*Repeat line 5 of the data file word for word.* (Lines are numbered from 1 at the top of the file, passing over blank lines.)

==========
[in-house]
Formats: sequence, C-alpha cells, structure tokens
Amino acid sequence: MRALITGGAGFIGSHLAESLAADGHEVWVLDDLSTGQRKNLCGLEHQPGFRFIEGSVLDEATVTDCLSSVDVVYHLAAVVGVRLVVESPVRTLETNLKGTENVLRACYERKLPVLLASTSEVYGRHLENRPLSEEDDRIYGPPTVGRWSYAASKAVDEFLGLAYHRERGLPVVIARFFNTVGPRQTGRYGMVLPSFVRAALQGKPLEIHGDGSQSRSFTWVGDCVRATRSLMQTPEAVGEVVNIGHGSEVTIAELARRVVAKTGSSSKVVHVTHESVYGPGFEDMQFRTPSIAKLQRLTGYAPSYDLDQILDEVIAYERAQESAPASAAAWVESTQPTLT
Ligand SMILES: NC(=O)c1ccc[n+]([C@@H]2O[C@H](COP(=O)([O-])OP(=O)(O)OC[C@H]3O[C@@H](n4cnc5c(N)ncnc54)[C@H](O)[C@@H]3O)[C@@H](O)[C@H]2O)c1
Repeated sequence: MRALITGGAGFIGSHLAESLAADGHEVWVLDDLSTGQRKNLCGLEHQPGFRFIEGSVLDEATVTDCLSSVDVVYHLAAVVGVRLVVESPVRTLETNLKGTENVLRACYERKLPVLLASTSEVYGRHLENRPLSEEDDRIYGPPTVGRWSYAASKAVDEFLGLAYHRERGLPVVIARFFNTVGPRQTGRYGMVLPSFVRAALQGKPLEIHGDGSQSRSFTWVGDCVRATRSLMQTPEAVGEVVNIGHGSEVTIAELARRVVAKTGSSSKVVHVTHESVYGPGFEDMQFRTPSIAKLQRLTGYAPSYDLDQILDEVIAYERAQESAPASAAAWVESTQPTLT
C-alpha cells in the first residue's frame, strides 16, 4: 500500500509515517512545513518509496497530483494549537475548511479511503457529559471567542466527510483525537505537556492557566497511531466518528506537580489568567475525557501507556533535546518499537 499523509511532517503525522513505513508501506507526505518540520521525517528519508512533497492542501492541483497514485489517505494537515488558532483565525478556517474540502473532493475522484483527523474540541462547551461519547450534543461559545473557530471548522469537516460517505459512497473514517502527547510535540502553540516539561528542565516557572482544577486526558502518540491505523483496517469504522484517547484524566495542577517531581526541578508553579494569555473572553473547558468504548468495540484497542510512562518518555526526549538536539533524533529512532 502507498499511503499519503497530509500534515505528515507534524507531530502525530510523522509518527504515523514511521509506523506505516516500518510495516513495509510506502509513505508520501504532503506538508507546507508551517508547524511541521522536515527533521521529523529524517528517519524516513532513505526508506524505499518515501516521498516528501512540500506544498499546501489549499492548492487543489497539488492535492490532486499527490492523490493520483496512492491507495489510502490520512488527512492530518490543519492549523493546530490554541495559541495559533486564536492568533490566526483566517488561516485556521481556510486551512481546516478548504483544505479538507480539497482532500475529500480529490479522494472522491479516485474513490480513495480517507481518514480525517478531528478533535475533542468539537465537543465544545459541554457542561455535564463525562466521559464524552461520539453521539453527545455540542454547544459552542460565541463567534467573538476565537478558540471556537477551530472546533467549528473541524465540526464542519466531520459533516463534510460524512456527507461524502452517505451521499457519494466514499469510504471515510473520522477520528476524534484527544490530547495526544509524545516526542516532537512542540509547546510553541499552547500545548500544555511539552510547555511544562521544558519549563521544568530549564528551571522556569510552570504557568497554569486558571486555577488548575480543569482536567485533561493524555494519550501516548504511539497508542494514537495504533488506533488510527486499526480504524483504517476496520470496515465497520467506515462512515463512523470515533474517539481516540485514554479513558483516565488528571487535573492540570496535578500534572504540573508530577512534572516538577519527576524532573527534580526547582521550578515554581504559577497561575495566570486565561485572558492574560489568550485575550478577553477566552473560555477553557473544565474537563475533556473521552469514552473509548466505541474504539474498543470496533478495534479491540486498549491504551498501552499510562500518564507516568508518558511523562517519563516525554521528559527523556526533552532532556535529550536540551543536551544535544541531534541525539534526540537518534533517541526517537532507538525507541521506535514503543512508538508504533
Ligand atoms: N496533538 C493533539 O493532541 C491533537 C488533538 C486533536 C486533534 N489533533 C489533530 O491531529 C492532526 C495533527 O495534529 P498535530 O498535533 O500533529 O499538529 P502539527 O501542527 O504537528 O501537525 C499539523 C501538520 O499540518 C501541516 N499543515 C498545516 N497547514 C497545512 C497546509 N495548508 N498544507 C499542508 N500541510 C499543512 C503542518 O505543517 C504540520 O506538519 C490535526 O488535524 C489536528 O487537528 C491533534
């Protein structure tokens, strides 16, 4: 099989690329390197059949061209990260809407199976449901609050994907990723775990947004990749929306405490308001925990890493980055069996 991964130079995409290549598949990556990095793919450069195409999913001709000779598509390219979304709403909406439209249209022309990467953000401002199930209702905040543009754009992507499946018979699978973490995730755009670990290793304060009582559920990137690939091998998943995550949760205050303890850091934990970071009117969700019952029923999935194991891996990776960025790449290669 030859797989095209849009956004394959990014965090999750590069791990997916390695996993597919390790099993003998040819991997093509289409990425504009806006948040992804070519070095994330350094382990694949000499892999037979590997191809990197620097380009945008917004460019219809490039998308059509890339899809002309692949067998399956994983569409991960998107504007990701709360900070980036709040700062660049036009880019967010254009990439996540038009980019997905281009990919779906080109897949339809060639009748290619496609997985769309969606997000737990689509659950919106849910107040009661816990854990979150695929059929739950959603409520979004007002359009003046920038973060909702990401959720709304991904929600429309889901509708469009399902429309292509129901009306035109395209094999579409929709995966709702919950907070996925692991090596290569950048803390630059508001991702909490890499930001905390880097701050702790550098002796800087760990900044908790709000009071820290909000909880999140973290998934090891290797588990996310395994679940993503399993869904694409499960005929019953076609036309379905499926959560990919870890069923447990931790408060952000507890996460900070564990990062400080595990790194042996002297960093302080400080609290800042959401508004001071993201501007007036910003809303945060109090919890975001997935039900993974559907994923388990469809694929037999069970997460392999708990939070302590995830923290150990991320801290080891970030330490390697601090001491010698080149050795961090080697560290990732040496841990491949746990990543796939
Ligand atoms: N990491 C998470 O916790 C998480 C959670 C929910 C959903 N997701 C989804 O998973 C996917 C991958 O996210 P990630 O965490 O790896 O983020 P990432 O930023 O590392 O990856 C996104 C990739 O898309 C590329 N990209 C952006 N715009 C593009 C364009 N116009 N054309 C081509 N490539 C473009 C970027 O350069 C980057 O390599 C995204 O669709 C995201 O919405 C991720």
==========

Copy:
Repeated sequence: MRALITGGAGFIGSHLAESLAADGHEVWVLDDLSTGQRKNLCGLEHQPGFRFIEGSVLDEATVTDCLSSVDVVYHLAAVVGVRLVVESPVRTLETNLKGTENVLRACYERKLPVLLASTSEVYGRHLENRPLSEEDDRIYGPPTVGRWSYAASKAVDEFLGLAYHRERGLPVVIARFFNTVGPRQTGRYGMVLPSFVRAALQGKPLEIHGDGSQSRSFTWVGDCVRATRSLMQTPEAVGEVVNIGHGSEVTIAELARRVVAKTGSSSKVVHVTHESVYGPGFEDMQFRTPSIAKLQRLTGYAPSYDLDQILDEVIAYERAQESAPASAAAWVESTQPTLT